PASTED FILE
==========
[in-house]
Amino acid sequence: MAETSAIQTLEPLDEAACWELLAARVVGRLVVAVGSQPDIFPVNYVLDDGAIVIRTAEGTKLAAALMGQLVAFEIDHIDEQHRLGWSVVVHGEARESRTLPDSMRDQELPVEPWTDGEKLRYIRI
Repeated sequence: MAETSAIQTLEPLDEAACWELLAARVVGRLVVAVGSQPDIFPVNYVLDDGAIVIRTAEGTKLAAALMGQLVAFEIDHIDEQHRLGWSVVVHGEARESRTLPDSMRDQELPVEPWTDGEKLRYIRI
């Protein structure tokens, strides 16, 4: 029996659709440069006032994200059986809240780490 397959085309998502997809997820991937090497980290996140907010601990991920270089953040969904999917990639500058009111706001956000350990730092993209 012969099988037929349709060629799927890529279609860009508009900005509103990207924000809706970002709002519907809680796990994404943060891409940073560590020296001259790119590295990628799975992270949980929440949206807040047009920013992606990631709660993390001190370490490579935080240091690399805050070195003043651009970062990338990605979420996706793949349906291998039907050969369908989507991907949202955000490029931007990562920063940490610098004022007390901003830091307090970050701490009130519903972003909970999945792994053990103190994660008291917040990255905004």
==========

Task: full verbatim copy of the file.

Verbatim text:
[in-house]
Amino acid sequence: MAETSAIQTLEPLDEAACWELLAARVVGRLVVAVGSQPDIFPVNYVLDDGAIVIRTAEGTKLAAALMGQLVAFEIDHIDEQHRLGWSVVVHGEARESRTLPDSMRDQELPVEPWTDGEKLRYIRI
Repeated sequence: MAETSAIQTLEPLDEAACWELLAARVVGRLVVAVGSQPDIFPVNYVLDDGAIVIRTAEGTKLAAALMGQLVAFEIDHIDEQHRLGWSVVVHGEARESRTLPDSMRDQELPVEPWTDGEKLRYIRI
């Protein structure tokens, strides 16, 4: 029996659709440069006032994200059986809240780490 397959085309998502997809997820991937090497980290996140907010601990991920270089953040969904999917990639500058009111706001956000350990730092993209 012969099988037929349709060629799927890529279609860009508009900005509103990207924000809706970002709002519907809680796990994404943060891409940073560590020296001259790119590295990628799975992270949980929440949206807040047009920013992606990631709660993390001190370490490579935080240091690399805050070195003043651009970062990338990605979420996706793949349906291998039907050969369908989507991907949202955000490029931007990562920063940490610098004022007390901003830091307090970050701490009130519903972003909970999945792994053990103190994660008291917040990255905004």